In their tortured rationalisations, Freedland and his fellow liberal commentariat help service the default-line story of Israel as the ‘still-decent settler state’, the ‘plucky homesteader’, ‘reluctantly forced’ to protect itself from hostile neighbours.
Ali Abunimah offers a fitting analogy:
As Joseph Massad observes, Israeli and American politicians, including Obama, frequently describe Israel as “living in a tough neighbourhood” where Iranian and Arabs “are the ‘violent blacks’ of the Middle East and Jews are the ‘peaceful white folks.'” (Ali Abunimah, The Battle for Justice in Palestine, Haymarket Books, 2014, p9.)
In truth, observes Abunimah, Jews living in an apartheid, violence-defined Israel can never find either meaningful security or proper democracy, something that will, ultimately, only be realisable under “a single democratic and decolonized state” (ibid, p58).
Nor does this ‘right of self-defence’ even stand up to logical scrutiny. As Seumas Milne – perhaps the Guardian’s only real critic, even if that still excludes open criticism of the Guardian itself – points out:
“Israel does not have a right of self-defence over territories it illegally occupies – it has an obligation to withdraw.”
Yet, still we’re fed the relentless myth that Israel left Gaza with ‘benign intent’, ‘gifting all those greenhouses’, all that ‘goodwill infrastructure’, to those ‘thankless’ Palestinians, who only went on to support Hamas and dig tunnels rather than ‘use the opportunity’ to turn the place into a ‘Mediterranean paradise’.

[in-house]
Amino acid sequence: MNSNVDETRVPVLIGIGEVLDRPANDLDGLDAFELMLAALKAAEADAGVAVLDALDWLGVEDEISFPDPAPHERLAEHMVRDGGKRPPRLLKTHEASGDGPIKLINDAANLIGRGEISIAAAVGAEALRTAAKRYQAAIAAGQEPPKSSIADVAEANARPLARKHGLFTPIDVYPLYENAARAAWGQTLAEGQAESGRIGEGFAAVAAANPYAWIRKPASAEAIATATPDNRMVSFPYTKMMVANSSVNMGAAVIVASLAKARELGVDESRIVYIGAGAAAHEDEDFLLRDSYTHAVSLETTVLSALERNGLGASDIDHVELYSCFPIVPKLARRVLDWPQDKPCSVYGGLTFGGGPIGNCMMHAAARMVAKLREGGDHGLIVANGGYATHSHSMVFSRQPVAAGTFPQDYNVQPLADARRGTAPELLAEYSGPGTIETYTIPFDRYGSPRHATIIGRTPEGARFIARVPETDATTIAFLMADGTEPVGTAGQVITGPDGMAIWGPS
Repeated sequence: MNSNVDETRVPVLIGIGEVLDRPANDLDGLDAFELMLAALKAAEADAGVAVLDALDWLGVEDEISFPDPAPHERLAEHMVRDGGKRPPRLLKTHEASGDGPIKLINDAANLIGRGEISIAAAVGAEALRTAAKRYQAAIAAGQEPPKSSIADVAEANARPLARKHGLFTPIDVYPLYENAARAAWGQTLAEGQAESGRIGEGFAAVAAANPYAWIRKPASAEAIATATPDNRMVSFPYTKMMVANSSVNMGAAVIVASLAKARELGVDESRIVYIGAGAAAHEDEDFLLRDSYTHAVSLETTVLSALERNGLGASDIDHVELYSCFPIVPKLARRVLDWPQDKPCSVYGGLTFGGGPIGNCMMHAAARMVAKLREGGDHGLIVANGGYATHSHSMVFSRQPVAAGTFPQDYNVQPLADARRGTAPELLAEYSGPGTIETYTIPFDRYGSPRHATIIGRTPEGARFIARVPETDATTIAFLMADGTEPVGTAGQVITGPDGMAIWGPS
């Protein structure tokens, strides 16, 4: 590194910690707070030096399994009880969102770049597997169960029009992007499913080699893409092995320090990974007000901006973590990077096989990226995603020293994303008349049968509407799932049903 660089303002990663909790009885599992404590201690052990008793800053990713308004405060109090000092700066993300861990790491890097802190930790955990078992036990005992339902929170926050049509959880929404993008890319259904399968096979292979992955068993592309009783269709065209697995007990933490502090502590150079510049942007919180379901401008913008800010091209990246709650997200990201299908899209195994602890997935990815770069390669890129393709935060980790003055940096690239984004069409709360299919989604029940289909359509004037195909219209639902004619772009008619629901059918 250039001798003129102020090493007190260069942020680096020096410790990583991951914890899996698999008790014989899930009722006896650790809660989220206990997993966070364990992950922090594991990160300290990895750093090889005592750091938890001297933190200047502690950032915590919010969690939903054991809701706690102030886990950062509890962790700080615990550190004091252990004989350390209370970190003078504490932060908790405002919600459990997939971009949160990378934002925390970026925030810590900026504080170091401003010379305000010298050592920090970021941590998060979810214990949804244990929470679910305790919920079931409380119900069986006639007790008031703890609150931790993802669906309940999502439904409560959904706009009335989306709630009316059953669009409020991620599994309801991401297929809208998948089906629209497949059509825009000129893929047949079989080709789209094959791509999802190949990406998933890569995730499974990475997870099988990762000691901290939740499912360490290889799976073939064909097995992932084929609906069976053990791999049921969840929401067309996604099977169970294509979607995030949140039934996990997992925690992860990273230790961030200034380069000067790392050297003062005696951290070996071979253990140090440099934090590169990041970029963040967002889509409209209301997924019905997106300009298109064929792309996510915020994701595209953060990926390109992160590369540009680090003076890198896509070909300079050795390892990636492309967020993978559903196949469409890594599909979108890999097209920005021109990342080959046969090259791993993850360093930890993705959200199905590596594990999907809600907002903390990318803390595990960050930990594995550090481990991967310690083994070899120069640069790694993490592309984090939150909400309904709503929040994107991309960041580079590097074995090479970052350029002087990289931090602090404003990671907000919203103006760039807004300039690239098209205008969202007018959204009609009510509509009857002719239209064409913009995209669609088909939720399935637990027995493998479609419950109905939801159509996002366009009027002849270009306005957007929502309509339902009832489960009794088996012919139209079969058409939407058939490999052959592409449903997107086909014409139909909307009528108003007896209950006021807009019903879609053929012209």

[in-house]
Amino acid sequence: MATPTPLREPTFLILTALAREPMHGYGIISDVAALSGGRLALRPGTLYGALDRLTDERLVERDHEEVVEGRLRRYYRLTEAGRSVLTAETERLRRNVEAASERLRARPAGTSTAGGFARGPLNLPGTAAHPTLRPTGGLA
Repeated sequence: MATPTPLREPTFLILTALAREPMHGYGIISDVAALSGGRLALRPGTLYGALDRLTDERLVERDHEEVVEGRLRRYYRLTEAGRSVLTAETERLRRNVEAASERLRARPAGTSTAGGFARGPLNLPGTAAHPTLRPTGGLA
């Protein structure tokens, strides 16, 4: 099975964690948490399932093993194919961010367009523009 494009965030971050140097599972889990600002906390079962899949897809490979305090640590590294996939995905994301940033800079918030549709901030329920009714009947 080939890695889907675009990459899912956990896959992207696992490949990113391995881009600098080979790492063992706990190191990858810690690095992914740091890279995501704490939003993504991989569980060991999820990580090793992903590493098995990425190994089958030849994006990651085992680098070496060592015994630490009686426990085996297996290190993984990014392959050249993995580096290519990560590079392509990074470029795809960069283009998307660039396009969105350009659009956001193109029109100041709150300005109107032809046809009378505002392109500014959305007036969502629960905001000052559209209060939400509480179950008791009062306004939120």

As with Davies’s indulgence of Peres, it’s amazing how often this kind of crude propaganda is trotted-out without the mildest corrective from interviewers, or standard reminder that Gaza is subject to an illegal siege and ongoing state of occupation.
That’s all routinely ignored in favour of the ‘primary threat’: those ‘provocative’ rockets from Hamas ‘militants’ – rather than Palestinian fighters – as ‘impartially’ labelled by the BBC.
There’s little or no mention here that Hamas was originally supported by Israel as an expedient bulwark to Fatah. Forget, too, that Hamas has regularly intimated its approval of a ‘two-state solution’. And, as Mondoweiss reminds us, while being denounced for rejecting an Egyptian-brokered truce in which they weren’t even consulted, Hamas were, not for the first time, trying to construct a more durable one:
Much less noticed by the Western media was that Hamas and Islamic Jihad had meanwhile proposed a 10 year truce on the basis of 10 – very reasonable – conditions. While Israel was too busy preparing for the ground invasion, why didn’t anyone in the diplomatic community spend a word about this proposal? The question is all the more poignant as this proposal was in essence in line with what many international experts as well as the United Nations have asked for years now, and included some aspects that Israel had already considered as feasible requests in the past.